With cancelations and postponements happening in all walks of life, OHSAA Executive Director Jerry Snodgrass didn’t add to that list on Thursday, but cautioned that it was certainly on the table.

Snodgrass addressed a small contingent of media on Thursday afternoon inside the Ohio High School Athletic Association offices to provide an update on the high school sports scene.

In short, nothing has immediately changed from a week ago, when remaining winter sports tournaments were indefinitely postponed and spring sports delayed due to the COVID-19 virus.

Snodgrass said all possibilities have been discussed, but the possibility of completing the winter seasons are becoming more challenging.

“All decisions are not going to be made upon emotion,” Snodgrass said. “We take them into consideration and we understand them, but we have to make the best judgment we can make based upon fighting that war (on COVID-19), as the Governor (Mike DeWine) has indicated.”

The girls’ basketball state tournament was minutes away from tipping off last week when the postponements came down. The state wrestling tournament was also originally scheduled for last weekend, both of those events to be held in Columbus.

The boys’ basketball tournaments were at the regional tournament stage, as their state tournament would have been held this weekend at the Schottenstein Center in Columbus.

Snodgrass admitted that the window for still playing the tournaments is closing, however.

“We still remain that they are on an indefinite postponement,” he said. “We do that for a simple reason. While again the window is closing, we realize that there are so many other factors that people do not realize — site availably, coach’s availability. Keeping in mind our officials, there are people that are in the risk category that we can not and will not subject to being faced with being infected by this virus. There are many factors with this.”

Athens’ Trey Finnearty, Alexander’s Wes Radford and Griffin Chmiel and Trimble’s Ian Joyce and Tabor Lackey were set to compete on the state wrestling mats last weekend.

The size of the state wrestling tournament presents a unique set of circumstances that make it difficult to reschedule. There are 300 schools represented and more than 600 wrestlers who take part in the event, not including coaches, officials, trainers and other essential people needed to successfully put on the tournament.

Snodgrass also noted that keeping weight for a long period of time is another factor.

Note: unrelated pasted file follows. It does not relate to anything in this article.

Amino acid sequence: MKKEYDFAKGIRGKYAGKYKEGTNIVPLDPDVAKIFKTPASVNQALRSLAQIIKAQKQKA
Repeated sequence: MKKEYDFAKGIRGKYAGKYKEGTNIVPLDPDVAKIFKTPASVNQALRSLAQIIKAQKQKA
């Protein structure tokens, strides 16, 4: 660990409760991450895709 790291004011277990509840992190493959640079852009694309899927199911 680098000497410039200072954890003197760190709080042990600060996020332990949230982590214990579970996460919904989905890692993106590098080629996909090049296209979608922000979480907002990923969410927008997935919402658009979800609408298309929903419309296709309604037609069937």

“Asking them to maintain that (weight) during this time when they really technically have no workout facilities,” Snodgrass said.

Snodgrass did say that either all of the winter tournaments would be played, or none would. He didn’t see a scenario were one state tournament would be completed without all being finished.

“They most likely all would be canceled. I highly doubt we would play one without the other,” he said.

The spring sports season was officially delayed last week as well. Baseball, softball and track and field teams could start practicing again on April 6, with events beginning on April 11. In the meantime, schools were shut down to any athletic gatherings, including practices for spring sports or organized workouts for out-of-season sports. This lined up with Gov. DeWine’s decision to close schools for three weeks.

Snodgrass said the no-contact period was put into place to encourage social distancing.

“We did that more than anything else,” he said. “But again we also tried to understand the importance of a coach and the mental well being of our student athletes. As a result of that, we are encouraging giving them workouts via phone, via teleconference, Skype, FaceTiming, whatever it might be.”

The fate of all remaining high school sports will likely rest on whether or not schools open again, or are shut down for the year by Gov. DeWine. A total shutdown of academics for the year would likely spell the end of any hope for winter or spring sports being completed. If schools open back up, but open after April 6, then the start of the spring season could again be adjusted.

“What will change that over night will be any decision by the governor to extend the closure of schools,” Snodgrass said. “And again, it does’t mean at this point with spring sports that we are canceling, but is canceling on the table? It absolute has to be on the table.”

The potential loss of the winter state tournaments would have a large financial impact on the OHSAA as well, as 80 percent of the organizations revenue comes from ticket sales. {/span}

“Our best first estimates are that we will lose in the neighborhood of 1.4 to 1.5 million dollars just on revenue from the tournaments of the winter sports. That’s out of a 19 million dollar total budget,” Snodgrass said.

While Snodgrass also said that member schools will be consulted as the OHSAA continues to navigate what the future holds for high school athletics.

“We will consult with our member schools first before we make any public decisions about whether we cancel or extend postponements,” he said.

Email at kwiseman@athensmessenger.com; follow on Twitter @KevinWmessenger

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